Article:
Here are a few examples. In the first, the text `I am done.` takes up 10 bytes so we have 6 bytes left over. Each of those bytes will contain a pad byte with a value of 6. Note that this is not the ASCII character 6 but the number 6.

In this example, we have the text `This is the end`. It takes up 15 bytes so we need to add one byte of padding. This padding byte contains the value 1.

In the final example, we have the text `this is the end.` with a period. This message takes up exactly 16 bytes. Because of this, we need to add an extra block filled with bytes containing the number 16.

When you decode the message, you will need to remove the padding.

### Cipher block chaining

Stream ciphers have no (or low) diffusion. The change of a bit in plaintext will generally affect only that bit in ciphertext. We will enhance diffusion by adding cipher block chaining (CBC). With cipher block chaining, we exclusive-or the previous block with the next block.

We will not use multiple rounds of an SP network. Instead, we will keep the mechanisms of the stream cipher in place but enhance it in two ways

### Byte shuffling

Confusion is roughly determined by the seed and the pseudorandom output of the keystream generator in this implementation but we will enhance the degree of confusion by shuffling bytes of the block.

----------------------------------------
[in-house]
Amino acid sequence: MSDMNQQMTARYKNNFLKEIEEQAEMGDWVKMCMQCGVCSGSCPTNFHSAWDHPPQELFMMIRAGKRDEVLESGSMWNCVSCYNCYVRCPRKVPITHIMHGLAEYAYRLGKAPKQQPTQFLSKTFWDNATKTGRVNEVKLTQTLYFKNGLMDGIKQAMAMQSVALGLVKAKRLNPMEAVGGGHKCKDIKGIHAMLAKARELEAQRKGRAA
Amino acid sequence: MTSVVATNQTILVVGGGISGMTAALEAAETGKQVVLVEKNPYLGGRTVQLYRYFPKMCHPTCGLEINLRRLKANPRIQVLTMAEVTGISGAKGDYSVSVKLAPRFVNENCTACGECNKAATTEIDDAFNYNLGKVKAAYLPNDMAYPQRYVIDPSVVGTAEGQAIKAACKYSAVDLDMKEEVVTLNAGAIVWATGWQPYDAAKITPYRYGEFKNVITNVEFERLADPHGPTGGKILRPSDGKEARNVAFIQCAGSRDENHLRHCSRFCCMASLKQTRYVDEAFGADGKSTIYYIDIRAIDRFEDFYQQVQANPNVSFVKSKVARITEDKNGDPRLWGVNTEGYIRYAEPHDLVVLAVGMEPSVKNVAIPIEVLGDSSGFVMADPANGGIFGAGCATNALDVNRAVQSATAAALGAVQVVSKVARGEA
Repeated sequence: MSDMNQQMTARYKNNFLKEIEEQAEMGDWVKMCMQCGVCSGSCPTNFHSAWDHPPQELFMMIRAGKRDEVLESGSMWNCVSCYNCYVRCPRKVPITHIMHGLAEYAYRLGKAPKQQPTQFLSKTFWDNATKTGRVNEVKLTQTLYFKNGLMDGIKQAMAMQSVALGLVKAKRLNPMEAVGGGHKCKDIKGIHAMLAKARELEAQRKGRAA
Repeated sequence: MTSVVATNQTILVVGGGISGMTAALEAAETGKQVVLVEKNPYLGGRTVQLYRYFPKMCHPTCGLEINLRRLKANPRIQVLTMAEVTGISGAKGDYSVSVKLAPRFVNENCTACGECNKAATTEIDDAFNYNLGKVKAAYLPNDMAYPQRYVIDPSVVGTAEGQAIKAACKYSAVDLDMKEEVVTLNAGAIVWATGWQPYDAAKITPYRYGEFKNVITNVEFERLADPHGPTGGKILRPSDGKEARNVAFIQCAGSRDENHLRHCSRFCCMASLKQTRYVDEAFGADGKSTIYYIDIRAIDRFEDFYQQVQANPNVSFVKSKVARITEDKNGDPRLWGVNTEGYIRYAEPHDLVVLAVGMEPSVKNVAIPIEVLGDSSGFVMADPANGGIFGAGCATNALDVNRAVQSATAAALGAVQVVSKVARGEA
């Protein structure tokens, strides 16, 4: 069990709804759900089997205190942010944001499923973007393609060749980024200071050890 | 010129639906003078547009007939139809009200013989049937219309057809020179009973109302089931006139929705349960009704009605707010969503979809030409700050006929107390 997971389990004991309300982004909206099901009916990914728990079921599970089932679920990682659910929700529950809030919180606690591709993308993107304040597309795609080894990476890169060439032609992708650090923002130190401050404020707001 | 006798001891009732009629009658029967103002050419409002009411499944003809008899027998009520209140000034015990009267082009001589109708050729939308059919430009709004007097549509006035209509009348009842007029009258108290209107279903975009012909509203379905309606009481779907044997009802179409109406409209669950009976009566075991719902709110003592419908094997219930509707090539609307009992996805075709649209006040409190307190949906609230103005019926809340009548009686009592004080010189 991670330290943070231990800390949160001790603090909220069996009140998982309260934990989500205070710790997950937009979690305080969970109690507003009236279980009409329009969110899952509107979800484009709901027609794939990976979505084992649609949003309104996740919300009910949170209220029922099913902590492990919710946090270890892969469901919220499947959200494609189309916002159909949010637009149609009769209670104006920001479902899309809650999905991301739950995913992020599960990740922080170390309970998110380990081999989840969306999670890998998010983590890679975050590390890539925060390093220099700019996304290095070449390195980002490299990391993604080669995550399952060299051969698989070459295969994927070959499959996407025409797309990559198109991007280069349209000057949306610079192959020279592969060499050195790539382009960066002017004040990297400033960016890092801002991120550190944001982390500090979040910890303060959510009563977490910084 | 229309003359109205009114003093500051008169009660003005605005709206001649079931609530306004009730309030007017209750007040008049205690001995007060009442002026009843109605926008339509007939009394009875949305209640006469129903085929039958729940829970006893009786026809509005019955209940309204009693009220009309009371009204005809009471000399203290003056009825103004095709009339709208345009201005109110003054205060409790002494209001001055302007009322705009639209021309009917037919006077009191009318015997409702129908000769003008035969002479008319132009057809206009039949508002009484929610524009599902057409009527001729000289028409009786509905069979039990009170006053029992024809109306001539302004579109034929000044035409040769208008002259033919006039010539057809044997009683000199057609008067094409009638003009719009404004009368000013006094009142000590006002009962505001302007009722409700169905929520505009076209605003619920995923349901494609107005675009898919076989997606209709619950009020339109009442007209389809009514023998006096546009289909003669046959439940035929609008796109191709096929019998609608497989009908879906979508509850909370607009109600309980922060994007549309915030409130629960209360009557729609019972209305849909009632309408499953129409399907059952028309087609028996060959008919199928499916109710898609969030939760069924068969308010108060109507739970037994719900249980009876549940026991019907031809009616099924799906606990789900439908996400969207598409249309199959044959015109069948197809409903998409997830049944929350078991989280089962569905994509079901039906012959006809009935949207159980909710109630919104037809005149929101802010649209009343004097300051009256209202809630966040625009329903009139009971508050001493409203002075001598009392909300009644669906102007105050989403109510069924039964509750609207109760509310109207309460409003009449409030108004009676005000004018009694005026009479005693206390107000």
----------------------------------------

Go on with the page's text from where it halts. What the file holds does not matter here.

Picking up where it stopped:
We will use the key to determine which sets of bytes in the block to exchange (swap). For each 16-byte block, do the following:

``````for (i=0; i < blocksize; i=i+1)
first = key[i] & 0xf   // lower 4 bits of the keystream
second = (key[i] >> 4) & 0xf    // top 4 bits of the keystream
swap(block[first], block[second])    // exchange the bytes
``````

### Cipher operation

The flow of the cipher is the following:

Start by creating an initialization vector (IV) for applying CBC to the first block. This will be the first 16 bytes read from the keystream generator. These bytes will not be used for anything else.

Then, for each 16-byte plaintext_block i:

2. Apply CBC: temp_block~i~ = plaintext_block~i~ ⊕ ciphertext_block~i–1~. Use the initialization vector if this is the first block (i=0).

3. Read 16 bytes from the keystream.

4. Shuffle the bytes based on the keystream data.

5. ciphertext_block~i~ = temp_block~i~ ⊕ keystream~i~.

6. Write ciphertext_block~i~.

You will use the same password hashing and keystream generator as in Part 2.

You will need to write two programs for this part, one to encrypt and another to decrypt:

``````    sbencrypt password plaintext ciphertext
``````

As with Part 2, the program will take a password string, which will be hashed and used as a seed for the keystream generator. The parameters plaintext and ciphertext are both file names.

# Reference programs

It’s important that encryption software works consistently across multiple systems regardless of author, programming language, or operating system. I should be able to encrypt a message on my Mac and expect you to be able to decrypt it with your program on your Raspberry Pi running Linux.

You are provided with reference versions of the programs that you can use to compare with yours and, perhaps, help debug your code. Here are the programs provided:

## Binary Vigenère Cipher

``````vencrypt [-d] [keyfile | -k key] plaintext ciphertext